The Triumph TR5 features body styling by Michelotti which is at once delicately beautiful and yet somehow also purposeful. The TR5 is regarded by many as epitome of the Triumph sports car of the 1960’s, and because it was only made for a brief period its rarity adds to its allure.

Beautiful to look at, and a delight to own and drive. The Triumph TR5 is undeniably one of the greatest of the great British sports cars of the 1960s.

It all began with a “Death Trap”

The story of the creation of the Triumph TR5 began at the Standard Motor Company in Britain which made the first public showing of its effort at creating a sports car back in 1952. That first sports car prototype was designated the 20TS and it was a sports car done on the cheap based on the 1938 vintage Standard Eight small two door sedan.

The head of Standard Motor Company, Sir John Black decided to get an expert opinion on this new 20TS sports car and so he asked someone who understood sports cars, Ken Richardson – the development engineer and also test driver for BRM (British Racing Machines) – to evaluate it. Ken Richardson’s evaluation was blunt and to the point: he described the 20TS as a “death trap”.

Triumph TR1 20TS prototype sports car

Image DescriptionThe original Triumph 20TS prototype.

The design team at Standard-Triumph went to work on a new design. This car featured a ladder type chassis with cruciform central bracing, independent front suspension, live rear axle with leaf springs, and instead of being a “death trap” it turned out to be one of the great British sports cars of the 1950’s.

This was the Triumph TR2 and it would go on to father the TR3, and then the much improved TR4, TR4A, TR5, and TR6: these being some of the greatest and most iconic British sports cars ever made. Interestingly the TR2 and TR3 were also a model that inspired the design of the Daimler SP250 “Dart” V8 sports car of the early 1960’s, a car that was designed with a very similar chassis and suspension to the TR3, and which was fitted with the Edward Turner designed V8 engine.

A Michelotti Masterpiece

When Triumph decided to update the somewhat primitive but enormously enjoyable “Fred Flintstone” style of the TR3 they understood that the sports car market had changed. Britain was by this time just beginning the 1960’s and a decent level of comfort and weatherproofing was becoming “de-rigeur” for passenger cars of all styles.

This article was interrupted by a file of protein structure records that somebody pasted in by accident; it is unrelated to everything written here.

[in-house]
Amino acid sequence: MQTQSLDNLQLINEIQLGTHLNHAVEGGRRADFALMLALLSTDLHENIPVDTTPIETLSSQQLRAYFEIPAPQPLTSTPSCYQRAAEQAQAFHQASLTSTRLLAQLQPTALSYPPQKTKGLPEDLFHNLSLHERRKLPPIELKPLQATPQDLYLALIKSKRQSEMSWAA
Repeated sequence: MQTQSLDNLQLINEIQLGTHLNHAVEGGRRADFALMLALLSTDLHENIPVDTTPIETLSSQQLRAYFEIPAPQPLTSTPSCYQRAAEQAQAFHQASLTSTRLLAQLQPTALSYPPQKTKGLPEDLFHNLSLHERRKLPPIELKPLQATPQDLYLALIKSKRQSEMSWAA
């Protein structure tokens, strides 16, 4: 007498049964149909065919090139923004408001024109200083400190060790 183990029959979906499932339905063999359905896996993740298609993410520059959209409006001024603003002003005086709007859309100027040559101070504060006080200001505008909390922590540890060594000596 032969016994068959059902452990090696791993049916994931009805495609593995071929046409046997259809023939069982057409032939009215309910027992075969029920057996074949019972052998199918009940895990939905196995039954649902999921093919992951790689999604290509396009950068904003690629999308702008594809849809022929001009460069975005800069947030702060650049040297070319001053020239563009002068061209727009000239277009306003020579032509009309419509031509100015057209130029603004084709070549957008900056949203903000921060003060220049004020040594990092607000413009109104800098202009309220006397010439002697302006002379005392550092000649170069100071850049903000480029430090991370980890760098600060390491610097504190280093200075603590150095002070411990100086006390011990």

So it was that as Britain was transformed into a fashion centre of the world so British cars also became fashion icons – most notably the Austin/Morris Mini and the Jaguar E-type (XKE). It was time for the Triumph TR sports cars to undergo a metamorphosis to become beautiful to look at and comfortable to drive.

Triumph TR3 sidecar racer style

Image DescriptionThe TR2 and TR3 featured low cut doors not only giving the driver lots of elbow room but also permitting some creative cornering tactics.

Keeping the chassis, engine and transmission largely unchanged the task of putting a new and gorgeous body on the next model TR sports car was handed to Italian designer Giovanni Michelotti who had opened his own design studio in 1959 after working for a number of other design studios including Ghia and Bertone.

Michelotti’s design did away with the “hairy chested” adrenaline pumping pure bred sports car style of the TR2 and TR3’s and replaced it with a car that would be appealing to people looking for comfort and style – yet also desiring to have that “hairy chested” Mr. Hyde sports car personality lurking beneath the pretty and civilized Dr. Jekyll exterior.

Michelotti did not create a car that was trying to be beautiful in the sense the Jaguar E-type was, he created a car with delicate lines, carefully crafted aesthetics giving it a unique character: and it is this original Michelotti design that persisted throughout the TR4, TR4A and TR5 models that has made the TR5 the most sought after prize of the whole series.

Image Description1962 Triumph TR4 hardtop. The Michelotti design is a blending of complex curves that draw the eye into its unique aesthetics.